Pacific coast South American countries, Chile, Colombia, Costa Rica, Mexico, and Peru, have a westward orientation with the Pacific Alliance partnership formed  in 2011 to have a united position in negotiating trade with Asian countries. Among early agreements have been intentions to establish a joint university system where, as in Europe, students may receive academic credits for their studies in any of the participating countries.

 

Representatives from ASEAN (the Association of Southeast Asian Nations) were present as observers and participants in the Bologna Policy Forum at the EHEA Ministerial Conference in Bucharest in 2012.  In 2005 the ASEAN Ministers of Education embarked upon regional higher education collaboration with the decision to hold ASED (ASEAN Education Ministers’ Meetings). The APQN (Asia Pacific Quality Network), similar to the ENQA (European Association for Quality Assurance in Higher Education) and EQAR (European Quality Assurance Register for Higher Education) for the EHEA, was established to support the national higher education quality assurance agencies in higher education in the region.

 

Potential collaboration in higher education and research were agenda issues covered in the meeting of the presidents of Mexico and United States in May 2013. Framed on the discursive level as an emerging issue, there are opportunities for mobility of higher education, research, and workforce development between the countries. The rigidities facing mobility of human capital and labor in North America confront a decades-long struggle for immigration reform. The regional economic relationship was formalized with NAFTA (North American Free Trade Agreement) in effect in 1994, and the economic cooperation leads to opportunities to develop human capital in North America. Overcoming domestic political opposition is necessary to strengthen international mobility of human capital in higher education, research, and labor markets.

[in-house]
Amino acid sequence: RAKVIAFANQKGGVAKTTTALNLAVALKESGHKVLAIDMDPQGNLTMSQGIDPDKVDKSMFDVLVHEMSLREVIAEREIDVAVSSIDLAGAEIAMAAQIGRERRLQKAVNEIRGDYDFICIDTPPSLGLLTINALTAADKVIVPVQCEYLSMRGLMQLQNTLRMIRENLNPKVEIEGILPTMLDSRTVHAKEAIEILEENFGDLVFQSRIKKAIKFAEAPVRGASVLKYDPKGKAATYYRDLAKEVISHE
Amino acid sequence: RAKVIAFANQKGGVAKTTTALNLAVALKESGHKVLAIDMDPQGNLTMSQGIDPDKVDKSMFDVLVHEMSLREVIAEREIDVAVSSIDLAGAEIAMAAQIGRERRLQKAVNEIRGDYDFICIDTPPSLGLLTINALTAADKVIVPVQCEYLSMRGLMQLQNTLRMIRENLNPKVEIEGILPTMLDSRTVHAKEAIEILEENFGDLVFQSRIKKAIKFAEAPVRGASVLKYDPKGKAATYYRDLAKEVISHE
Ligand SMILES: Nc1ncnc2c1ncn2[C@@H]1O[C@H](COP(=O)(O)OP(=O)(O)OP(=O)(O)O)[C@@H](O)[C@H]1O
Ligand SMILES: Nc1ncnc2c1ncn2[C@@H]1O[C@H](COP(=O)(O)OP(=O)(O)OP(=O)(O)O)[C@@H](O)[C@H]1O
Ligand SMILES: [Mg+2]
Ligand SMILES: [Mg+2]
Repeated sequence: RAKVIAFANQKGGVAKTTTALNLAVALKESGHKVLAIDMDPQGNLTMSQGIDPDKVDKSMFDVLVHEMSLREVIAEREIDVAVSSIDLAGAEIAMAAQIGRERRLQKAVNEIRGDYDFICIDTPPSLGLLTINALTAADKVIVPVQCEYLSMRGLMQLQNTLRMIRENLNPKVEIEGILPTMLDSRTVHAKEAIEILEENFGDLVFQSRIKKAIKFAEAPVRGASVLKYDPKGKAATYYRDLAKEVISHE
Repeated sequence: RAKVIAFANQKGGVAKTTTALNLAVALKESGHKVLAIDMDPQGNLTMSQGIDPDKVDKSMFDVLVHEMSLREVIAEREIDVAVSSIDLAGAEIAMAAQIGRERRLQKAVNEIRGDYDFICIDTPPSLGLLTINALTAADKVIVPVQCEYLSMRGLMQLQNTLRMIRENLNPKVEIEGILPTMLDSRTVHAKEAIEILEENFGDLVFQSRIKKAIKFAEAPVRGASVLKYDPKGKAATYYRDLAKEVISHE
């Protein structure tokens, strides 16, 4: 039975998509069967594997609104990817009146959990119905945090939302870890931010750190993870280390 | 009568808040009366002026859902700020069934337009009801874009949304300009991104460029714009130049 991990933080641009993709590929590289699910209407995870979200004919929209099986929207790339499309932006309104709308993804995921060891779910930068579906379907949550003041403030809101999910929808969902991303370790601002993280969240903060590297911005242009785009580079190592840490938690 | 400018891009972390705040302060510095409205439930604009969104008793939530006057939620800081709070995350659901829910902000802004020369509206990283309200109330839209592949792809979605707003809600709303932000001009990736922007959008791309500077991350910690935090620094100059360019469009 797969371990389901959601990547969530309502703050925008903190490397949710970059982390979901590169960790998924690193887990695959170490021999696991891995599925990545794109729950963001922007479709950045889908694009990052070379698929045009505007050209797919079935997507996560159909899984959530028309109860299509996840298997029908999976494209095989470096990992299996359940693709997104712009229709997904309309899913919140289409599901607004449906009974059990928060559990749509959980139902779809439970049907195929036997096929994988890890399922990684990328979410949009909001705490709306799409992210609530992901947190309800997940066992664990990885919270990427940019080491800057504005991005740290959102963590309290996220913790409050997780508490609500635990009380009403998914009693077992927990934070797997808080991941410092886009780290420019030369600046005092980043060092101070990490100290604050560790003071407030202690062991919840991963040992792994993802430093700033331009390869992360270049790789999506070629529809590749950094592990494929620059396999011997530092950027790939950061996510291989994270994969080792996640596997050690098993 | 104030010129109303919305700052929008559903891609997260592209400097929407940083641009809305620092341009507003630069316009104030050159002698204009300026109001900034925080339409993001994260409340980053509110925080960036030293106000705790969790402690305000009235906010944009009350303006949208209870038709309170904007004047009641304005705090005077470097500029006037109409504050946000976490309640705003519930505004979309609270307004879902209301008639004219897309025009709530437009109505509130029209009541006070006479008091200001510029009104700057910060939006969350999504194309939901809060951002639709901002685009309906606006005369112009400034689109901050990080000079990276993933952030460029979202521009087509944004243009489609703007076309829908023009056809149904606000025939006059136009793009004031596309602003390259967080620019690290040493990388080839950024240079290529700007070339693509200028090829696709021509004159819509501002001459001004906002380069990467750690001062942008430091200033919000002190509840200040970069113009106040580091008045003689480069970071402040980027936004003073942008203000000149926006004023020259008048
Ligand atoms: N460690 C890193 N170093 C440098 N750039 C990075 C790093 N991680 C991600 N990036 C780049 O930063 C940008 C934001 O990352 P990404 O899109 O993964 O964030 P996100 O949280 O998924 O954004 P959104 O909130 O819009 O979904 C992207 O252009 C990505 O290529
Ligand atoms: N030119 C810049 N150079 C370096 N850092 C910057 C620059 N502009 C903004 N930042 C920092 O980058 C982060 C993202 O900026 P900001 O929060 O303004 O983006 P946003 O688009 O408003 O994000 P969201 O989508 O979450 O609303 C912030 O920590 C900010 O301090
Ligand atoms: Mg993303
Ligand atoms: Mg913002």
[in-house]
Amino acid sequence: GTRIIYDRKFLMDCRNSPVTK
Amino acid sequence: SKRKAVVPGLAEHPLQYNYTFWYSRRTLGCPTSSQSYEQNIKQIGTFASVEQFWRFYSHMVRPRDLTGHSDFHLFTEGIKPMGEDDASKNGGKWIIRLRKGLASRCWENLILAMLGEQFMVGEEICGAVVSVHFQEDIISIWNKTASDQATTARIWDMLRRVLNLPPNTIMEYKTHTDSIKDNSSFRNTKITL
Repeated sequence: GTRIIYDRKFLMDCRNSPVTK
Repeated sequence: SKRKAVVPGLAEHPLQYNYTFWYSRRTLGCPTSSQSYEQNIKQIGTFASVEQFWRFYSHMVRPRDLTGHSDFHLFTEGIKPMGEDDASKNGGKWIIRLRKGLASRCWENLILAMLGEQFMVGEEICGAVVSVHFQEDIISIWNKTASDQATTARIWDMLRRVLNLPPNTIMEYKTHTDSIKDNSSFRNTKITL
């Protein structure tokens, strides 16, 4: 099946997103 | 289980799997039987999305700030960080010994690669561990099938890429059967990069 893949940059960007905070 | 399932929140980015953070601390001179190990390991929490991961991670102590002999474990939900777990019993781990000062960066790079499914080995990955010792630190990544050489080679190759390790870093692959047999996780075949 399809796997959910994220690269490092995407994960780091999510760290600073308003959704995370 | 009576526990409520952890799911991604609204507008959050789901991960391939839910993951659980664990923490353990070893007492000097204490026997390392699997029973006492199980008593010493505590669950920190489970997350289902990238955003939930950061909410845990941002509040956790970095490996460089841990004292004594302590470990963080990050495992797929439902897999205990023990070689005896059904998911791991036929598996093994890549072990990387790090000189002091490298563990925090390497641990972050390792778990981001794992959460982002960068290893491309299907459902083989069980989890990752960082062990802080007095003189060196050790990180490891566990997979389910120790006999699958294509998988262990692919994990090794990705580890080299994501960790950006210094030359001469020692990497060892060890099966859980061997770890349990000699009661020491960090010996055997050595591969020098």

The preceding are examples of efforts and ongoing considerations to harmonize higher education policy within regions worldwide. As with the Bologna Process, these are efforts at harmonization, which is a process that is guided by the participating countries, with activities facilitated by regional institutions. Worldwide there are examples of regional integration through higher education that have some reference to the Bologna Process and the EHEA.

 

Beverly Barrett is a doctoral candidate in International Studies at the University of Miami. Current research interests include international political economy, regional integration, and governance with particular emphasis on education and economic development. She is Associate Editor of the Miami European Union Center of Excellence, and her doctoral dissertation is titled “Political Economy Influences on Implementing the Bologna Process.”

 


[i] For more information see Beverly Barrett (2013) “Comparative regional perspectives: The Bologna Process and Higher Education Attainment”, Vol.13, No.11, The Jean Monnet/Robert Schuman paper series, Miami-Florida European Union Center of Excellence.



2 Responses to The Bologna Process model for world regions: Lessons from the Europe of Knowledge

  1. Pingback: The Bologna Process model for world regions: Lessons from the Europe of Knowledge « ERA CRN

  2. Pingback: Refugee tragedies in the Mediterranean… A Eurosphere roundup… | Erkan's Field Diary